WASHINGTON – At a hearing of the House Ways and Means Subcommittee on Human Resources, U.S. Representative Jackie Walorski (R-Ind.) last week examined challenges Americans in rural, suburban, and urban areas face in climbing the economic ladder and explored solutions to expand opportunities for people to lift themselves out of poverty.
“It takes people on the front lines to be able to honor human dignity and to make sure that … there is an economic ladder out of poverty in this country,” Congresswoman Walorski said. “One of the things in my community that is a plus, both on the rural and the urban side, is the benevolence of my community, and the private dollars and regional coordination that are beginning to flow into our own community from our own people.”
Video of Congresswoman Walorski speaking at the hearing and questioning witnesses is available here.
In today’s hearing on the geography of poverty, the subcommittee examined the similarities and differences of poverty in rural, suburban, and urban areas. Members and witnesses discussed the need for local solutions rather than one-size-fits-all policies amid record-high rates of poverty among working-age adults, particularly in rural areas.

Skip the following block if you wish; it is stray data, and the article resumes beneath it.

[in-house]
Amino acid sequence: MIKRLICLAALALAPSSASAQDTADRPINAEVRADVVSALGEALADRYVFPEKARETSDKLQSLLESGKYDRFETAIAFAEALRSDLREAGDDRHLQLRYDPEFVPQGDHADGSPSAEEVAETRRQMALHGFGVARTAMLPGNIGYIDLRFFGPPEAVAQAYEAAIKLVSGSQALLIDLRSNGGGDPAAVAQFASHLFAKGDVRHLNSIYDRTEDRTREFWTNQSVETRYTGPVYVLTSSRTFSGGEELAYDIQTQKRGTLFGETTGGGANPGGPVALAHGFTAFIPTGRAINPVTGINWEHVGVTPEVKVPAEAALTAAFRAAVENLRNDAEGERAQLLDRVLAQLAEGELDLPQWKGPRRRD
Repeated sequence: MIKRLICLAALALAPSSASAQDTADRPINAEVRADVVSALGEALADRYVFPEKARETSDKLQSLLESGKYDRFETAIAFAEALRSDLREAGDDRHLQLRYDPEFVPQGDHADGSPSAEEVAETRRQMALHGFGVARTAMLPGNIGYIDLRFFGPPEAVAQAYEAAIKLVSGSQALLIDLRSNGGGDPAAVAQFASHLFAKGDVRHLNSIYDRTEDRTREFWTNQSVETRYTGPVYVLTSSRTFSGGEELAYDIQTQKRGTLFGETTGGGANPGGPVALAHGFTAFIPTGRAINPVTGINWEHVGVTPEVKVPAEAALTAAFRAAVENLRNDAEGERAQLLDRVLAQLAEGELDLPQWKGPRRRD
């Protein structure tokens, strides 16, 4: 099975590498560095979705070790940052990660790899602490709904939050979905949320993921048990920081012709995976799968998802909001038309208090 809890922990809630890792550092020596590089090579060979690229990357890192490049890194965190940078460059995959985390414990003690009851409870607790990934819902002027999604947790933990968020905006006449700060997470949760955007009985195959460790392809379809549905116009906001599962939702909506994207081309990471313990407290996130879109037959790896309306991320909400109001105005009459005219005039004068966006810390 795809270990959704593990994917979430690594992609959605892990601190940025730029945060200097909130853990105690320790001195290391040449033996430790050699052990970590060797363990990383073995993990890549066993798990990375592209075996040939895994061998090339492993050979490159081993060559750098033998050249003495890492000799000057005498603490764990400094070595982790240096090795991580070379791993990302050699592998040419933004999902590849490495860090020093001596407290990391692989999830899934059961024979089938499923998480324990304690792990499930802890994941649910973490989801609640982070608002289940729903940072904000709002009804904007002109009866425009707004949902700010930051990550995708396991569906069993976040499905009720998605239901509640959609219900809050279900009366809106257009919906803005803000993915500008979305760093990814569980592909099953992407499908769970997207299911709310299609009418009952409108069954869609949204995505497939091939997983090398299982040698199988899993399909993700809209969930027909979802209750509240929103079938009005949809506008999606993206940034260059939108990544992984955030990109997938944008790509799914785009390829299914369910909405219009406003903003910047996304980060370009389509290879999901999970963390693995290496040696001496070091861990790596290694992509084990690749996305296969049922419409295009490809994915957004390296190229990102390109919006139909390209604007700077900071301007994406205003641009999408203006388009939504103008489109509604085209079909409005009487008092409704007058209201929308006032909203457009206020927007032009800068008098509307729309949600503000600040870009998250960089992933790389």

This was the first hearing of the Human Resources Subcommittee in the 115th Congress. Witnesses who testified at the hearing included:
- Elizabeth Kneebone, Fellow at the Brookings Institution’s Metropolitan Policy Program;
- Professor Mark Partridge, Swank Chair in Rural-Urban Policy at the Ohio State University’s Department of Agricultural, Environmental, and Development Economics;
- William Leavy, Executive Director of the Greater West Town Project in Chicago, accompanied by Linda Thomas, Director of Client Services of the Greater West Town Project; and
- Tammy Slater, CEO of Goodwill Industries of Greater Nebraska.
Walorski represents the 2nd Congressional District of Indiana, serving as a member of the House Ways and Means Committee.